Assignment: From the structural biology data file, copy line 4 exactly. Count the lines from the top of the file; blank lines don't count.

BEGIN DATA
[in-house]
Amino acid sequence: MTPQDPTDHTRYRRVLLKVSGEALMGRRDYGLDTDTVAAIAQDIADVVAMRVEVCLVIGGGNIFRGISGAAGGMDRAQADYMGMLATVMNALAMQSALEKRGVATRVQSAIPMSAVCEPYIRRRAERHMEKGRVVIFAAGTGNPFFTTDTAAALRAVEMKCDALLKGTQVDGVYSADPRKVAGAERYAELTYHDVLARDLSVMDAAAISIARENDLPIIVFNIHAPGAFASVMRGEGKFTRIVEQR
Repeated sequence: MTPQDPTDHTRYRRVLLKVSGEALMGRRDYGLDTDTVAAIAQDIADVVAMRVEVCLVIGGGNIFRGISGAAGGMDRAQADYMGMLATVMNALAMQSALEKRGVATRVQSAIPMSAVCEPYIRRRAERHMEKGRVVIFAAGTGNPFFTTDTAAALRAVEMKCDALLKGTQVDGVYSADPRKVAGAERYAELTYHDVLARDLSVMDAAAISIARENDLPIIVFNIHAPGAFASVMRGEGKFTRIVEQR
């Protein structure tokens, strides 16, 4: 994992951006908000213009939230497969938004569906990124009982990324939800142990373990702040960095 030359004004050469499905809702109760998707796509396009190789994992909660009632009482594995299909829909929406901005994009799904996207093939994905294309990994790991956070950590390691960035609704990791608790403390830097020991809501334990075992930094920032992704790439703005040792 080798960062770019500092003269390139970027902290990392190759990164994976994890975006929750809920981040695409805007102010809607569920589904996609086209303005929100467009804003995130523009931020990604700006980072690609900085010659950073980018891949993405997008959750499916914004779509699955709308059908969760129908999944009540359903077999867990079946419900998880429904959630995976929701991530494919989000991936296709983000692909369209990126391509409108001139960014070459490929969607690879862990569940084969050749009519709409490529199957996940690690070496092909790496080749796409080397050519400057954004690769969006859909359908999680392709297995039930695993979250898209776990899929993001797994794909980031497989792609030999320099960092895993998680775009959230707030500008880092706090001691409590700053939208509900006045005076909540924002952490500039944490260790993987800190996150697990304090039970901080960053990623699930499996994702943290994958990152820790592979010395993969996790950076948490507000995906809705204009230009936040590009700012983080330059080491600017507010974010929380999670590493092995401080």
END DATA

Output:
């Protein structure tokens, strides 16, 4: 994992951006908000213009939230497969938004569906990124009982990324939800142990373990702040960095 030359004004050469499905809702109760998707796509396009190789994992909660009632009482594995299909829909929406901005994009799904996207093939994905294309990994790991956070950590390691960035609704990791608790403390830097020991809501334990075992930094920032992704790439703005040792 080798960062770019500092003269390139970027902290990392190759990164994976994890975006929750809920981040695409805007102010809607569920589904996609086209303005929100467009804003995130523009931020990604700006980072690609900085010659950073980018891949993405997008959750499916914004779509699955709308059908969760129908999944009540359903077999867990079946419900998880429904959630995976929701991530494919989000991936296709983000692909369209990126391509409108001139960014070459490929969607690879862990569940084969050749009519709409490529199957996940690690070496092909790496080749796409080397050519400057954004690769969006859909359908999680392709297995039930695993979250898209776990899929993001797994794909980031497989792609030999320099960092895993998680775009959230707030500008880092706090001691409590700053939208509900006045005076909540924002952490500039944490260790993987800190996150697990304090039970901080960053990623699930499996994702943290994958990152820790592979010395993969996790950076948490507000995906809705204009230009936040590009700012983080330059080491600017507010974010929380999670590493092995401080």